Saturday, January 19, 2013

Weekend Wanderings - Montana Forest Fires of Summer 2012

While every summer in Montana and the Greater Yellowstone ecosystem means hundreds of thousands of acres of forest ripe for forest fires, and most of us understand the necessity of these fires to the health of our beautiful forests, it is always a bit harder when it is closer to home than on the other end of our sizable state. Summer 2012 was one of those years.....

This first set of pictures shows the fire that hit Hyalite Canyon, a strikingly beautiful mountain area just SW of Bozeman, MT. Hyalite Canyon holds a reservoir that provides drinking water for the city as well as a plethora of recreational opportunities (the Hyalite Peak trail allows access to something like 7 waterfalls in 11 miles!) in addition to the natural beauty. These photos are taken from the Paradise Valley (eastern) side of the ridge where the fire fortunately didn't have too much of an impact on the residential areas dotting the hillsides as most of the fire stuck to the west side of the mountains.

Looking towards Hyalite from Daley Lake - Emigrant, MT

Toward Hyalite from junction of Sixmile and East River Roads least 2 hours before sunset - Emigrant, MT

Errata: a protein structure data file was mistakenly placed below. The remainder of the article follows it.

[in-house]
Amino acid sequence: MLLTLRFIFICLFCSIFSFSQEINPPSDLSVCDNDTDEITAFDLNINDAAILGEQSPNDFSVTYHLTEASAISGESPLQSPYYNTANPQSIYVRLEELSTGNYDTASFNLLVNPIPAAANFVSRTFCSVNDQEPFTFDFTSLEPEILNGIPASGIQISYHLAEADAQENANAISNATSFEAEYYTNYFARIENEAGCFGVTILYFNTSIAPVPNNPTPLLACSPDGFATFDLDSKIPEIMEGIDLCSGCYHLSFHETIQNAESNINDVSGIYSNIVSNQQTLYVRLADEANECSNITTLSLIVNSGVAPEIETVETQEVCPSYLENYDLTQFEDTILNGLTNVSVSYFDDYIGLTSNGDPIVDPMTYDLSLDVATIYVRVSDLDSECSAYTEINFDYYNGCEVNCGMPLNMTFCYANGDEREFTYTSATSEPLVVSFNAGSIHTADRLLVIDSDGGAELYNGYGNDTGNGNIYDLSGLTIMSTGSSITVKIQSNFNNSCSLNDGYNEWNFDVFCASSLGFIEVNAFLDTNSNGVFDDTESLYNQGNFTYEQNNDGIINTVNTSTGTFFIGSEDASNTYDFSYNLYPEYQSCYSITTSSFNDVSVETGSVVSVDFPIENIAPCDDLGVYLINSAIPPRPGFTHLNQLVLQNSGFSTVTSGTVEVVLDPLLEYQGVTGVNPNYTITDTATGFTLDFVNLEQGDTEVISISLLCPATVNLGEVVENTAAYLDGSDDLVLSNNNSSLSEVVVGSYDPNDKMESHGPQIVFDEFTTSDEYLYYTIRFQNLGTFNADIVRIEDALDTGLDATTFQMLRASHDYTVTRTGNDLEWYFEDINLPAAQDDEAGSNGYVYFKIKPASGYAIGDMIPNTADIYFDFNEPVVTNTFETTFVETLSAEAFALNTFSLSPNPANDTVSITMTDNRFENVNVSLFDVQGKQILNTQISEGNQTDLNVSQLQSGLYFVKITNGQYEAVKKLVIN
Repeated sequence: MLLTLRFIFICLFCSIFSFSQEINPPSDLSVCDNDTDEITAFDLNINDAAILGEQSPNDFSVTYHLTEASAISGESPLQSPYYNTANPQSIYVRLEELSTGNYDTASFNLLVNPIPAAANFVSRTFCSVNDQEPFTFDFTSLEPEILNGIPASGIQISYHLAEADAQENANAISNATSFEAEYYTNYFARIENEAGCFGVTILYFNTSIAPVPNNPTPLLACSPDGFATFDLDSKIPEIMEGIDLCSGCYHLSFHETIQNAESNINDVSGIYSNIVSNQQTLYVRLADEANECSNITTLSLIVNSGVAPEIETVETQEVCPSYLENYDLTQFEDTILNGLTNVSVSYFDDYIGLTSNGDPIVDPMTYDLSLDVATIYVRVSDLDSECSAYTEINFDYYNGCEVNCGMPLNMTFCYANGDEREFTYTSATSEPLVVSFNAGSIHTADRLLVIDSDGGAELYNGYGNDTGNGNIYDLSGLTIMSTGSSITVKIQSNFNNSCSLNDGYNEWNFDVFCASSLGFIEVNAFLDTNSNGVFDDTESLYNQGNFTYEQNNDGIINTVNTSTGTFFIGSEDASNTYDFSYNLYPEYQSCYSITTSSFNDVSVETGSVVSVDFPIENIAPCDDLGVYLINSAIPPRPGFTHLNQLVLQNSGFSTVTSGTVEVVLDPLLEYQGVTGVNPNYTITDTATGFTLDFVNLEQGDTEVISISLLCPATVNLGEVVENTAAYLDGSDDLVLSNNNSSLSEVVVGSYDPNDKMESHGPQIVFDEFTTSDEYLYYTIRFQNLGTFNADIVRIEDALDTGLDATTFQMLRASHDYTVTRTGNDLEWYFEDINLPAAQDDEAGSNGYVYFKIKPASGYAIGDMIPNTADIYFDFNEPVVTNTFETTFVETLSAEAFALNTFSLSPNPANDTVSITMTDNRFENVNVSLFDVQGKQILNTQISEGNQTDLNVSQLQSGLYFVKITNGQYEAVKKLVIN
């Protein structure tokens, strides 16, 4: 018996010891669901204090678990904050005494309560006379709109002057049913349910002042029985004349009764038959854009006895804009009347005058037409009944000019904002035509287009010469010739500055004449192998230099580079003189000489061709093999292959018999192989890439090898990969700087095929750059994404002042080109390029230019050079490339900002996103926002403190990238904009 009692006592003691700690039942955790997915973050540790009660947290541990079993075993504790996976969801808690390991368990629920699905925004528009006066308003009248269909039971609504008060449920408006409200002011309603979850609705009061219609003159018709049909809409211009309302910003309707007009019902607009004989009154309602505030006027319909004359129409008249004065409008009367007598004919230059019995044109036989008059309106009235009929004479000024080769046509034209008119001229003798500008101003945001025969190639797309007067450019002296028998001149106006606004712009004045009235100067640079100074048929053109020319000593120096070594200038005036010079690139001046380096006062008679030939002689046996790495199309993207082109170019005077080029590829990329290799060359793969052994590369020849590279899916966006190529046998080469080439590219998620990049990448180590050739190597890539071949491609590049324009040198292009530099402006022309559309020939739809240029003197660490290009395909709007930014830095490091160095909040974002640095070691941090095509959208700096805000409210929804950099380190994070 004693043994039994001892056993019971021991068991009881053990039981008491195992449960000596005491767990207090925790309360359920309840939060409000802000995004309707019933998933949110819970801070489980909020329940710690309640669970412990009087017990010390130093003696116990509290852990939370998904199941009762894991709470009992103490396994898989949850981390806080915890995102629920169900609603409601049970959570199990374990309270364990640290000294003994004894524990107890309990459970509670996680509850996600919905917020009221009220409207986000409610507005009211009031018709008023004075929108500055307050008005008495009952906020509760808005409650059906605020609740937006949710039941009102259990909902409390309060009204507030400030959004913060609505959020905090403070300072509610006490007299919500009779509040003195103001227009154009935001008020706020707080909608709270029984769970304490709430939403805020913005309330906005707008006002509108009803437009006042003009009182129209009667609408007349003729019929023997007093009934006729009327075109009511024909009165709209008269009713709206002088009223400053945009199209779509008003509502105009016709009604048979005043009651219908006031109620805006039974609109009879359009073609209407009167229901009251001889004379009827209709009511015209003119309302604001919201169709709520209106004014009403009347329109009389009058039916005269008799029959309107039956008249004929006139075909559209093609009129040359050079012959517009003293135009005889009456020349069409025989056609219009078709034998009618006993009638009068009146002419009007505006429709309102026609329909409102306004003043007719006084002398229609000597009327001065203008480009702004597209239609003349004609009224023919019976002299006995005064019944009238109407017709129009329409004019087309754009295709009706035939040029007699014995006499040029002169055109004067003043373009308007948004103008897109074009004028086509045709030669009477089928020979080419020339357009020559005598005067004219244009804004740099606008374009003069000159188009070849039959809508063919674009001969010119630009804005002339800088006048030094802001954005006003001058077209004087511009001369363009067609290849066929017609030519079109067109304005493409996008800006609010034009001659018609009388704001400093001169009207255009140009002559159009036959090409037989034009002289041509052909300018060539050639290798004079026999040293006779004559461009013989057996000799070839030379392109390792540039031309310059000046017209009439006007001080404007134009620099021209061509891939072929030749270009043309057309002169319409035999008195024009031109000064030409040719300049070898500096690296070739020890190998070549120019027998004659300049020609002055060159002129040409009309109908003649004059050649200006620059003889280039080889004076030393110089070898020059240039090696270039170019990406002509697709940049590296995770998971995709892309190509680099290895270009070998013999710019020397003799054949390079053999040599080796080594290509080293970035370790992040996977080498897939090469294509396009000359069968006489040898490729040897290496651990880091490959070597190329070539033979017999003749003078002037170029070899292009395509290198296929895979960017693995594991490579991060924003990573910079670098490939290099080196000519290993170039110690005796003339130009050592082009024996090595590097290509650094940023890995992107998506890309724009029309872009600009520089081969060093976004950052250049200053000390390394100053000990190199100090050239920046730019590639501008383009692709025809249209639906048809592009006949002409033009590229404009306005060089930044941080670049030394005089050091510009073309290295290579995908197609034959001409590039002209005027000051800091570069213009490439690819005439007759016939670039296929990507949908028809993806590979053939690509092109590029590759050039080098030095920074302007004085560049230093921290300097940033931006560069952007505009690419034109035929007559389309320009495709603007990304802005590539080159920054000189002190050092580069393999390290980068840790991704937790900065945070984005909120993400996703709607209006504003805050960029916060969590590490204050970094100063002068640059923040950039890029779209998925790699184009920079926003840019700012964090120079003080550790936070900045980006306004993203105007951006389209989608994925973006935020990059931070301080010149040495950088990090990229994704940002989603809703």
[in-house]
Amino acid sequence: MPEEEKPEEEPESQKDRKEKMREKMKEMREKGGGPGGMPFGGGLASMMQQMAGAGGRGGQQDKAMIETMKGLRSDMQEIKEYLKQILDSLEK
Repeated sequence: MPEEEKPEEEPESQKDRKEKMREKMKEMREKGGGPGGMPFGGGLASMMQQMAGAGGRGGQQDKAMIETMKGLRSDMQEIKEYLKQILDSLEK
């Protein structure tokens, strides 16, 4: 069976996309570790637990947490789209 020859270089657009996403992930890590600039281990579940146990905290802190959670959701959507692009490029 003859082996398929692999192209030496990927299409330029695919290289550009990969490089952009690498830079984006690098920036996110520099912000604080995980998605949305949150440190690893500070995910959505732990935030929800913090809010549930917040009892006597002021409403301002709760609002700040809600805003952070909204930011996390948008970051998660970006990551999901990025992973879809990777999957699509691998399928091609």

This next set of photos hit even closer to home, in the Pine Creek area of Paradise Valley. In addition to the fire damage done to a much loved scenic wonderland, several homes were lost and many people evacuated for extended periods of time. This fire occurred about 40 miles north of my little town of Gardiner, in an area populated by many people who commute those 40 miles to work in Yellowstone National Park and Gardiner, including many friends of ours. One evening towards the beginning, when the fire was spreading quickly, saw me frantically washing sheets and prepping the guest room for my 7 months pregnant best friend whose husband had just received word from neighbors that their neighborhood was on evacuation standby. Wind was on their side though, and while the air wasn't much for breathing and lent to more time spent inside than usual for the summer, they never did have to leave. Another inspiring story came across my path this fall, about a local hiker from Livingston, MT who miraculously made it out of harms way, along with his loyal pup, by hiking through the night up and over the ridge into the watershed east, in some cases less than a mile ahead of the fire that had just ignited that morning. They were dog tired but happy to be safe when they wandered up to the cabin owned by a family member around daybreak the next morning.

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